|Title||Signpost (Weber, Utah), 1972-02-11, Vol. 31, No. 31|
|Creator||Weber State College|
|Contributors||Associated Students of Weber College|
|Description||Weber's current student newspaper, the Signpost, first appeared on September 29, 1937. For two years prior to that time, campus news was disseminated via announcements posted on a bulletin board known as the "Signpost". As a result, the masthead of the first issue of the paper itself featured a rudimentary wooden sign with the title spelled out in rustic-looking letters. Over the years the paper has been published continuously, though the look, size and style has changed several times.|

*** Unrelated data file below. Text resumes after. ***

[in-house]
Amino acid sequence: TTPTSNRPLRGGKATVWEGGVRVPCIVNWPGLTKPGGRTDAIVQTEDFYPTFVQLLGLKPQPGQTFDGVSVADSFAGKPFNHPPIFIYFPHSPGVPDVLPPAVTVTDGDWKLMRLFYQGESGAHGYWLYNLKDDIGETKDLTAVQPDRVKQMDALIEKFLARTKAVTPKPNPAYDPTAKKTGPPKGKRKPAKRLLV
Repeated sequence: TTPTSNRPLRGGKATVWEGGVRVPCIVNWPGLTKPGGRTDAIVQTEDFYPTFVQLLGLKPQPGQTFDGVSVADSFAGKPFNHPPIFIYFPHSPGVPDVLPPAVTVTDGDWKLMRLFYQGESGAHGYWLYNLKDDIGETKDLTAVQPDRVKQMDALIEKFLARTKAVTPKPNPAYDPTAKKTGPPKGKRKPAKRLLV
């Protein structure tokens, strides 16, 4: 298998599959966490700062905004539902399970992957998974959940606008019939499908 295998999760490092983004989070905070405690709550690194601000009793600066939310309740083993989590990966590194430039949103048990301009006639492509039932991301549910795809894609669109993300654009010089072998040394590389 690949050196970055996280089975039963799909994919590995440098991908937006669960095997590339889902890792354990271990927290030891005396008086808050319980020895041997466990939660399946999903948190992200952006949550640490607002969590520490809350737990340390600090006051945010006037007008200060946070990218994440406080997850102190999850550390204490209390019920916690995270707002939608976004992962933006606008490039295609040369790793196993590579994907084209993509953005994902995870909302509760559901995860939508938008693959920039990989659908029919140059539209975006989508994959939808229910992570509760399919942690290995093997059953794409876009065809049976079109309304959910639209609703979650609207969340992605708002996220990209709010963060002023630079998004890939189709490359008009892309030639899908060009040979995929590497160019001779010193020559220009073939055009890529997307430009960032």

|Subject||College student newspapers and periodicals; Weber State College|
|Publisher Digital||Stewart Library, Weber State University|
|Source||University Archives LD5893.W55 S5, Stewart Library, Weber State University|
|Rights Management||Public Domain. Courtesy of University Archives, Stewart Library, Weber State University.|